His father was extremely serious. He always followed the codes of morals and laws of the particular region or country he was in. This is not to say that he wasn’t brave. He always took the most dangerous option – considering it was to his benefit. But when confronted about his actions, he always replied in undaunted honesty. He took the consequences for his strange behaviour. But instead of his unorthodox actions causing him grief and social unrest, they created a path for him in which others seemed to follow. His father would often do something absurd; and when others looked at him as if he had committed a wrong, he would look back with these eyes and this heavy brow that said, ‘This is the new way! Do you object to progress?’ …and people would back away and be silent.
It is for this that his father gained the highest success as a jewel trader. It is for this that his trading papers were the most decorated in Europe. For the laws governing the commerce of gemstones is strict. Even with the most privileged papers. For instance, no trader was allowed to remain in a foreign market for more than a few days. The papers also governed the amount of gemstones, which could be imported, the sum of money that could be spent on one voyage as well as the kinds of stones, which could be purchased. Burma was one of the strictest markets. In fact its borders were closed to traders until just a decade before the young man’s father became a jewel trader. The first traders allowed in to Burma were only permitted to return to Europe with 1 Kg of rubies. They were also only allowed to remain in the Burmese markets for three days. These regulations made it impossible for the traders to make a profit. They could easily purchase rubies in Paris for less than it cost to retrieve them from Burma. Because of this they began to smuggle other jewels through the border as well as falsify the dates stamped on their papers. Finally the early trader’s papers were revoked. The young man’s father was an exception. He never remained in a country longer than was permitted. He also resisted the common practices such as hiding opals beneath amber. Years ago, border officials would check his parcels. This occurs with every trader, for the border official who finds expired papers keeps them. Every eastern border guard’s dream is to retain illicit gemstones, for they may be worth more than his whole life’s salary. Most border guards would even prefer to seize the trader’s papers rather than a simple lot of jewels. For the papers would ensure him a more lively and affluent career than his current position. There were no authorities to see to it that the papers and jewels were accounted for upon seizure.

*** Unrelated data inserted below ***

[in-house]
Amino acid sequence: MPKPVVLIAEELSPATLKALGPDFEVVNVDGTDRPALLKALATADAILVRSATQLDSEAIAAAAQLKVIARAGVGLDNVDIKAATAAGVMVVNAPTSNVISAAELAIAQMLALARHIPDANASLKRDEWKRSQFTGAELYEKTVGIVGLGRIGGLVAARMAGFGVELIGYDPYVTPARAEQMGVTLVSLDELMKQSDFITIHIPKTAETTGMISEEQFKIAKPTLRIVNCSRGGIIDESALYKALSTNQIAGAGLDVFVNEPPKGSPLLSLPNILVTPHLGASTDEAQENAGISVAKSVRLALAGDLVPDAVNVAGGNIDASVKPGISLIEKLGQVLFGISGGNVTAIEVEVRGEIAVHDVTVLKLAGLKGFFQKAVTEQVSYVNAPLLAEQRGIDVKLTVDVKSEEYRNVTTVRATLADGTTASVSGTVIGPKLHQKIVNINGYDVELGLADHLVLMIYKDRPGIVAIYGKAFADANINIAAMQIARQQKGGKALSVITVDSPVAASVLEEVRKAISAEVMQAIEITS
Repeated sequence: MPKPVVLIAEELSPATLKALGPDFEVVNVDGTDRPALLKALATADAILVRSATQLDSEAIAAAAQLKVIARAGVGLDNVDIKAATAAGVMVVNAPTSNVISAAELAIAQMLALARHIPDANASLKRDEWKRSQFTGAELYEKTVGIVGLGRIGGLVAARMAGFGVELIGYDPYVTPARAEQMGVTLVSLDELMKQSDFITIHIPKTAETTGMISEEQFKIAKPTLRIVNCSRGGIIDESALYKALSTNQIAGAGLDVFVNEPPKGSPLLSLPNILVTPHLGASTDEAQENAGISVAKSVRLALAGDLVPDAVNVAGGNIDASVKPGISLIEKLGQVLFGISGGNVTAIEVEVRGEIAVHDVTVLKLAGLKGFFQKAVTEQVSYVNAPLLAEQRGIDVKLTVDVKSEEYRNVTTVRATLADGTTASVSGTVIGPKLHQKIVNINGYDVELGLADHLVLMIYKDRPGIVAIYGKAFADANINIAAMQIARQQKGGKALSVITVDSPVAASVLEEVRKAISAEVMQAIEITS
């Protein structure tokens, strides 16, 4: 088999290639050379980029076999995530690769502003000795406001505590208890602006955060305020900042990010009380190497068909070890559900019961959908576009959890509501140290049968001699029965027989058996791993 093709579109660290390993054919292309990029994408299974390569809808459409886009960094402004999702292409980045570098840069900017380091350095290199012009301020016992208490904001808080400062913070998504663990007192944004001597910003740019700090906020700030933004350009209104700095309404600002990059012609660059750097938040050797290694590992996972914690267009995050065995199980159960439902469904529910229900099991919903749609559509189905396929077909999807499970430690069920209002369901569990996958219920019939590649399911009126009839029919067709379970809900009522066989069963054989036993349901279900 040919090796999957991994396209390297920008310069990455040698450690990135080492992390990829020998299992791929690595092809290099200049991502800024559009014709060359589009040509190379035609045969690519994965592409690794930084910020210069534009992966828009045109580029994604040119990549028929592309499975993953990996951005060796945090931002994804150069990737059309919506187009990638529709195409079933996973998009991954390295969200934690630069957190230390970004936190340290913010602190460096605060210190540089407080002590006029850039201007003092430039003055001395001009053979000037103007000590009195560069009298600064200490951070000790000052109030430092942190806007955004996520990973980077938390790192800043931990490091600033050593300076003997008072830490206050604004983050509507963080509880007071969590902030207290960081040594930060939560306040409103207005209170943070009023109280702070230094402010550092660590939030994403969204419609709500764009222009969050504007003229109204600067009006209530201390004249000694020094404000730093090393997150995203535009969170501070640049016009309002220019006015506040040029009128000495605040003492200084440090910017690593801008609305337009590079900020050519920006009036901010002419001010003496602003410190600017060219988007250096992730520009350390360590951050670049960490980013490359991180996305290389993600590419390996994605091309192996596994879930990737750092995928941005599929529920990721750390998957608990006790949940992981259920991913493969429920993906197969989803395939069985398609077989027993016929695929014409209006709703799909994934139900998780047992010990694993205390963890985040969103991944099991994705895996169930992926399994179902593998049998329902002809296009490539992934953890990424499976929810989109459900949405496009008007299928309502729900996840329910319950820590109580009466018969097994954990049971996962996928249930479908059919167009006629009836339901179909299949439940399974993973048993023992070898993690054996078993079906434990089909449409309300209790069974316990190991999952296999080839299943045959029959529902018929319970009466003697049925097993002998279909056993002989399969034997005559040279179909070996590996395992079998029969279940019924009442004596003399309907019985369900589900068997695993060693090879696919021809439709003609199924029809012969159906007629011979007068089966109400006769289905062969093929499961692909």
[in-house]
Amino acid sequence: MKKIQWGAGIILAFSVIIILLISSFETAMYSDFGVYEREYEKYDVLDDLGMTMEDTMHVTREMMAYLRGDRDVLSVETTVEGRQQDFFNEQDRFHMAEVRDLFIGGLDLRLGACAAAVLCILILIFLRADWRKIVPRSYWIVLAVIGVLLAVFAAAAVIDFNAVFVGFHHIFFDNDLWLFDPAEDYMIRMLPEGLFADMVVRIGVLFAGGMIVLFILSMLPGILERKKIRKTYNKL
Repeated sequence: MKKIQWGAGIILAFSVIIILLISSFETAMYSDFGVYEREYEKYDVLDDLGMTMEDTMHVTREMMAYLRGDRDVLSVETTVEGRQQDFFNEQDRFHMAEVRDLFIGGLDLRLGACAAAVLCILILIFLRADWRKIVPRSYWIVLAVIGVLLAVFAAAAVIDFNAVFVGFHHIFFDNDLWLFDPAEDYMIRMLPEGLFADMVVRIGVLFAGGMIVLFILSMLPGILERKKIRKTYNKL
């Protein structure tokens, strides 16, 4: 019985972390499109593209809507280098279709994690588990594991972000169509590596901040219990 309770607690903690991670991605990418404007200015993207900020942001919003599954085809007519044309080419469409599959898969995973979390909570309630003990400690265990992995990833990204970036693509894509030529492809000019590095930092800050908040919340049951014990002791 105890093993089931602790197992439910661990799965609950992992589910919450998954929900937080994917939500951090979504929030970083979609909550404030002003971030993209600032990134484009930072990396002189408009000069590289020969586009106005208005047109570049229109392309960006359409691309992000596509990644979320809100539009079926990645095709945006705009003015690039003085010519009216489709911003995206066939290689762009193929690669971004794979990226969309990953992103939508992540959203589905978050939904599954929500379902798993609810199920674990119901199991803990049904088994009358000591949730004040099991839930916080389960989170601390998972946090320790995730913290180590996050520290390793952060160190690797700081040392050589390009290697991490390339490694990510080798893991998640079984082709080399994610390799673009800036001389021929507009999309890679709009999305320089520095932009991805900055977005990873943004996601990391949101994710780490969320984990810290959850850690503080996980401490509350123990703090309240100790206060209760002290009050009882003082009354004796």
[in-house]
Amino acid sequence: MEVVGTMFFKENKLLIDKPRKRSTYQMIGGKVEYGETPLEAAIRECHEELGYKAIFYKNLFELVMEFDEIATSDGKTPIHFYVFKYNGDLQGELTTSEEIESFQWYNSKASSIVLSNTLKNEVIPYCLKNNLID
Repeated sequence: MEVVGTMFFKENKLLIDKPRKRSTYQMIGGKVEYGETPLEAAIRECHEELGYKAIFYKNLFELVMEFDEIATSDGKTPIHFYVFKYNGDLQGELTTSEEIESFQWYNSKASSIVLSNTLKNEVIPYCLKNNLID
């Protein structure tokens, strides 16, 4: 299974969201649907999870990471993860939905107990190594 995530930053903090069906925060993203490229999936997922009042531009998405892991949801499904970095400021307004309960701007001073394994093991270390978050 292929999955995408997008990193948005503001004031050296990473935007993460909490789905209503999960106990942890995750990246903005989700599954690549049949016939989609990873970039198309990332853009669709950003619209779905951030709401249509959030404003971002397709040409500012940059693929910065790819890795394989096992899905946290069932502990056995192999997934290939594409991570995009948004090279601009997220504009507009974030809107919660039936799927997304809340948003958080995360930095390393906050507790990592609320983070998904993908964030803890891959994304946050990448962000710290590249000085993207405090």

Border officials were switchy and outlandish men – just one step above common bandits. They would rob every passer-by of his freedom and possessions if the border crosser didn’t have his armed entourage.